That’s not all though. The two are like chalk and cheese off the field too. Tahir, known to be the official smoothie-maker of the Protea camp, spends his off-season tending to his wife and kids when not making anonymous visits back home to Lahore, Harmer directs and produces documentaries — Behind the Warriors — showcasing the off-field activities of his franchise teammates. Harmer’s social media pages are a window into his non-cricketing life — pictures of him and his teammates tanning by the pool in Goa being the latest — Tahir uses it intermittently, only to maybe wish a colleague on his birthday or to spread the joy on festival occasions.
With ball in hand too they are complete opposites with Harmer providing the stabilizing bass notes to Tahir’s maverick and often erratic riffs. Like Tahir, who had to wait patiently to get his first international cap as Cricket South Africa pulled out all the stops to fast-forward his residency criteria, Harmer too has had to be patient, even if the wait might not have been as dramatic or as long. Last season, Harmer finished second behind fellow off-spinner Dane Piedt, who’s also part of the Test squad in India presently, for the Warriors in the wicket-takers’ tally. And he had to see Piedt getting the nod before him in the one-off Test in Zimbabwe.
Tahir once spoke about being so comfortable with bowling 8-10 variety balls that he didn’t even have to think much about them. “Ab toh aadat si hai,” is how he explained it.
Like Tahir, Piedt too has a bagful of tricks, including the doosra while Harmer’s inscrutability quotient is rather limited. His variations are more subtle than daring, judicious changes of pace and angles at the most.
But he makes up for it with his control, consistency and a pragmatic approach, which helps him stay rigid with his plan A and not being deterred by batsmen going after him — like when Marlon Samuels went after him on debut.
It was only a bunch of injuries — Piedt did his shoulder and Robin Peterson his finger — and Tahir’s expensive returns that led the way to Harmer getting the nod against the West Indies in the 2015 New Year’s Test at Newlands.
Tahir too had donned the Protea whites for the first time at Cape Town four years ago. That was an unremarkable debut with the leggie bowling 10 overs in the first innings and not being required for the second. Harmer though finished with seven wickets and also combined with Steyn in a 16-over spell, where the duo orchestrated a West Indian collapse, snaring seven victims between them.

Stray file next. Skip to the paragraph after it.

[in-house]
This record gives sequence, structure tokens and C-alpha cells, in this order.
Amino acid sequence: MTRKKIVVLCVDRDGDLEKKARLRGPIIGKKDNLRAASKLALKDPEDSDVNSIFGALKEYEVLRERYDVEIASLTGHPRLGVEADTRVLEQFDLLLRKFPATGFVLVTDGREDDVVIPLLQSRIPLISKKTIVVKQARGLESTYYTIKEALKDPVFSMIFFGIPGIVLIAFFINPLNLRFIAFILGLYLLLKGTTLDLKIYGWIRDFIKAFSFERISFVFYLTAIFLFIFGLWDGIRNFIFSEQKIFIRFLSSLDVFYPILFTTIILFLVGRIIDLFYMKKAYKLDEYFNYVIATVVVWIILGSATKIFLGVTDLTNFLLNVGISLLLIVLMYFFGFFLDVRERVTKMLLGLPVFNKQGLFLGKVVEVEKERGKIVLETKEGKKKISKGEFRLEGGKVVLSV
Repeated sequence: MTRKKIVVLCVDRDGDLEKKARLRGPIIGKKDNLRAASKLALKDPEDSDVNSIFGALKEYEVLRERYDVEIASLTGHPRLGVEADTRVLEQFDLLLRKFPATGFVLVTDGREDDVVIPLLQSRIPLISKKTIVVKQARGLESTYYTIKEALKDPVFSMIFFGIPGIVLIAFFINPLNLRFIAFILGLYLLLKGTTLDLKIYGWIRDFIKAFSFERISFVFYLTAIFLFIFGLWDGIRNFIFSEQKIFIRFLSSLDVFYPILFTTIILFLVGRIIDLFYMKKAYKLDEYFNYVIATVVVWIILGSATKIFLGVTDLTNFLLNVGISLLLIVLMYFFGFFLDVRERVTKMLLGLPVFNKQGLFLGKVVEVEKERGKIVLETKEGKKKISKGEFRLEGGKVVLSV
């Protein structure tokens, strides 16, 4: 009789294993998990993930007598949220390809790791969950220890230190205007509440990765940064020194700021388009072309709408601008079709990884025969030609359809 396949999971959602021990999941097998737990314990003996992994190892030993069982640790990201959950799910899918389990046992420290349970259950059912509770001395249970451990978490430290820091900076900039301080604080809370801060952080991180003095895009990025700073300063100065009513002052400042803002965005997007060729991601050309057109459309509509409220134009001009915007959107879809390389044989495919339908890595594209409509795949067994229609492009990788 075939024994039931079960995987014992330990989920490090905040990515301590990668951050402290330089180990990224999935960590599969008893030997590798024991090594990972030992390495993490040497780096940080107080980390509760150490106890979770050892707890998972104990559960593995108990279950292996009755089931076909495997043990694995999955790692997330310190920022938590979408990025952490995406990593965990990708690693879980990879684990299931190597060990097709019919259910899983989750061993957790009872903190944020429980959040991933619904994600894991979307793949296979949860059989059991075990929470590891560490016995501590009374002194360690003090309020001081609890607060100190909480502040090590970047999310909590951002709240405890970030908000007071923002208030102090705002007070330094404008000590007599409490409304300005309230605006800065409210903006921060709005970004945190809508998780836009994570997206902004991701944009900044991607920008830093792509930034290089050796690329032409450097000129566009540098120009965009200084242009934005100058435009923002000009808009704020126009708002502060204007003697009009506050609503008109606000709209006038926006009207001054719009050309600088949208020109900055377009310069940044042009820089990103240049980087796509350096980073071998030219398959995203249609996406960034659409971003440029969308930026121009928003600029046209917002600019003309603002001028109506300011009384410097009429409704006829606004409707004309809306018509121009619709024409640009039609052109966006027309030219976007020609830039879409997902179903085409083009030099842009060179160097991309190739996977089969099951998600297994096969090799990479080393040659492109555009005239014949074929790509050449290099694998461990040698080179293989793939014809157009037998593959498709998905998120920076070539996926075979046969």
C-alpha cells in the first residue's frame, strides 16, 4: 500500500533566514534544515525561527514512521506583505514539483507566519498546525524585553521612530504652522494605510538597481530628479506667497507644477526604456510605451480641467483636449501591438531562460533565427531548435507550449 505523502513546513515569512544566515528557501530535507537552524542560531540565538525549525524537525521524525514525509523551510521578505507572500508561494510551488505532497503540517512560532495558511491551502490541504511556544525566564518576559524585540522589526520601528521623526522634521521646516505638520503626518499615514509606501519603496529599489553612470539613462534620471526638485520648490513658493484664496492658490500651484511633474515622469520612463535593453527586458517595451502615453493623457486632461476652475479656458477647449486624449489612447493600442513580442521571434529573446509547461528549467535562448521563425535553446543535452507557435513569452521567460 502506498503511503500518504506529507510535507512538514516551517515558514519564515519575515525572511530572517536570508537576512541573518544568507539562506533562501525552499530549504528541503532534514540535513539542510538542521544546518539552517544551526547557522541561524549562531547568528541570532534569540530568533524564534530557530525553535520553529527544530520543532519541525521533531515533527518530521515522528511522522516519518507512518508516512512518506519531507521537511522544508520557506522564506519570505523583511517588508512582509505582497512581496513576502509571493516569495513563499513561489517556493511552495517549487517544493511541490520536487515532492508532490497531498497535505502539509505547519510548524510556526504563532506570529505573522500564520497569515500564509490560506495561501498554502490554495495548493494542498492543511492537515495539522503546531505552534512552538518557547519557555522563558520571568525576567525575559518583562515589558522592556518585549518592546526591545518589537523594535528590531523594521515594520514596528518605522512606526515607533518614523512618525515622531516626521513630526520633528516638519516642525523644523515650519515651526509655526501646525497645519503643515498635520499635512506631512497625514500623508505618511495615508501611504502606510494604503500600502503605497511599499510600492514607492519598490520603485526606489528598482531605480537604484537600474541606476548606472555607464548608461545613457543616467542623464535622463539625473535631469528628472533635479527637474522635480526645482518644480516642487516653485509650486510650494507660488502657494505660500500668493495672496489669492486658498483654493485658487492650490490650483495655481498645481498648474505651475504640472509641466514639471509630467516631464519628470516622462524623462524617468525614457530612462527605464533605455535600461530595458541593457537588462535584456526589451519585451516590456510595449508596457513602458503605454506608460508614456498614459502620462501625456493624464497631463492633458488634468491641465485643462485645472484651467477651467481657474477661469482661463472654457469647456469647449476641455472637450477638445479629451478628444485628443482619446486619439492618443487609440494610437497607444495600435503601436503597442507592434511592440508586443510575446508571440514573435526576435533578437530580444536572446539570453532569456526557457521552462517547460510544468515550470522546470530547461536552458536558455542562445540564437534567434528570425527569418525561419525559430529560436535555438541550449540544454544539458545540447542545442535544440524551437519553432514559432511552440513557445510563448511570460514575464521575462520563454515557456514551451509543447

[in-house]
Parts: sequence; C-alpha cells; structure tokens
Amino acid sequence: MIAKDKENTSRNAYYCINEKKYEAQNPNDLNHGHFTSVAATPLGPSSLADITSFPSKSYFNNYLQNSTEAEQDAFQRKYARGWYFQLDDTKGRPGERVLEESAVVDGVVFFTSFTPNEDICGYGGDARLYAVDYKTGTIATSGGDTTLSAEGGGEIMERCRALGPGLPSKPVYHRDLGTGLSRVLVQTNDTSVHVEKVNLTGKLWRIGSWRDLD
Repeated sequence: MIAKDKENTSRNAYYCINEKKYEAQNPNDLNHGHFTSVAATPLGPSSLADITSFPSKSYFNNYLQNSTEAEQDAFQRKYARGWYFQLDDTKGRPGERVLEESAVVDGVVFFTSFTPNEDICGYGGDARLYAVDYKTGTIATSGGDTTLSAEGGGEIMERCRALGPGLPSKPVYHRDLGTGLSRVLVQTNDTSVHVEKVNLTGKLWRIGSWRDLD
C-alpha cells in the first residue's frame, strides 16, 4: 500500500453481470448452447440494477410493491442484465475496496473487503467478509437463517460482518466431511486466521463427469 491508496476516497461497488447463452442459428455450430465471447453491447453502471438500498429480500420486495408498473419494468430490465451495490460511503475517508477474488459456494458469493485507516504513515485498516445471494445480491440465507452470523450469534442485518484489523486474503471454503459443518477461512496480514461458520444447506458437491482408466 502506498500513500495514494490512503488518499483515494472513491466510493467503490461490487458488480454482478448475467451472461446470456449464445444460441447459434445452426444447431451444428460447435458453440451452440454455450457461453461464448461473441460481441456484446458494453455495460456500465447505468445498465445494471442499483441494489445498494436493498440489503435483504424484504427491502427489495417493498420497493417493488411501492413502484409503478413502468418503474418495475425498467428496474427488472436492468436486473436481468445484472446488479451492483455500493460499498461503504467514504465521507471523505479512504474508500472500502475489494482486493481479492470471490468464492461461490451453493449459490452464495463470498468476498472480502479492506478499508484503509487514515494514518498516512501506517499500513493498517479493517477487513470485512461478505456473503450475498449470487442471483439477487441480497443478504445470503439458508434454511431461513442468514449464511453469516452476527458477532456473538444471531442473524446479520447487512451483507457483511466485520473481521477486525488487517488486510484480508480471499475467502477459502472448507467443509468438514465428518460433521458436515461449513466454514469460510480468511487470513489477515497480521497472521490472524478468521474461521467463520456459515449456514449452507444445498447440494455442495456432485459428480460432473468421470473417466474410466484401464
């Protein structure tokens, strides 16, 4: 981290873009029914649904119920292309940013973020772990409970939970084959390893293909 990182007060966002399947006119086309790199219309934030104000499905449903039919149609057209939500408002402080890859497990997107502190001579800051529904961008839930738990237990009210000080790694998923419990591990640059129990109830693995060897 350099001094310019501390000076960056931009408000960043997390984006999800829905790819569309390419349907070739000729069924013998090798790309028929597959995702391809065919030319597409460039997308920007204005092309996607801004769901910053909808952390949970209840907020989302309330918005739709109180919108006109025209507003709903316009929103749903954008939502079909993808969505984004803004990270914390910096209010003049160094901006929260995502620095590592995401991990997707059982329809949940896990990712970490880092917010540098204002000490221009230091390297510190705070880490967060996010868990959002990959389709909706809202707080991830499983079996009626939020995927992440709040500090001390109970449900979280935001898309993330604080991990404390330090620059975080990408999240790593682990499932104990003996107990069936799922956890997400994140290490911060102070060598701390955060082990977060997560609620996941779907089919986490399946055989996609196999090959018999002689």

To say that Harmer was an unknown quantity in India would be an understatement. Naman Ojha couldn’t even name him after the first day’s play of the practice match, instead referring to him as the ‘taller of the two who bowls with a high-arm action’. In Mohali, Harmer made more than a name for himself. He was the spinner Amla went to relieve the pacers or whenever his team needed to hold the Indians up. In the second innings, it was Harmer who took the new-ball. Tahir was used more as an impact spinner, brought in specifically to get wickets or run through the tail, which he did in the first innings. While Harmer’s wickets came via more orthodox routes — batsmen being trapped lbw by straighter ones or bat-padding off-breaks to short-leg — Tahir, who the Indians know all too well, outfoxed them with googlies and generating great bounce with his big-turning leg-breaks.
By entering their den and vanquishing them with weapons that the Indians are used to tackling since the time they start learning their craft, Tahir and Harmer have further illuminated the Pandora’s box that the likes of Moeen Ali and Nathan Lyon had pried open. Since the retirement of VVS Laxman and Rahul Dravid, three of the four highest wicket-takers in Tests against India are spinners.
And you shudder to think how many this Indian batting line-up would have finished with if they had to face Ashwin and Jadeja on that Mohali wicket. Not that South Africa’s new spin-twin attack will make life any easier for them.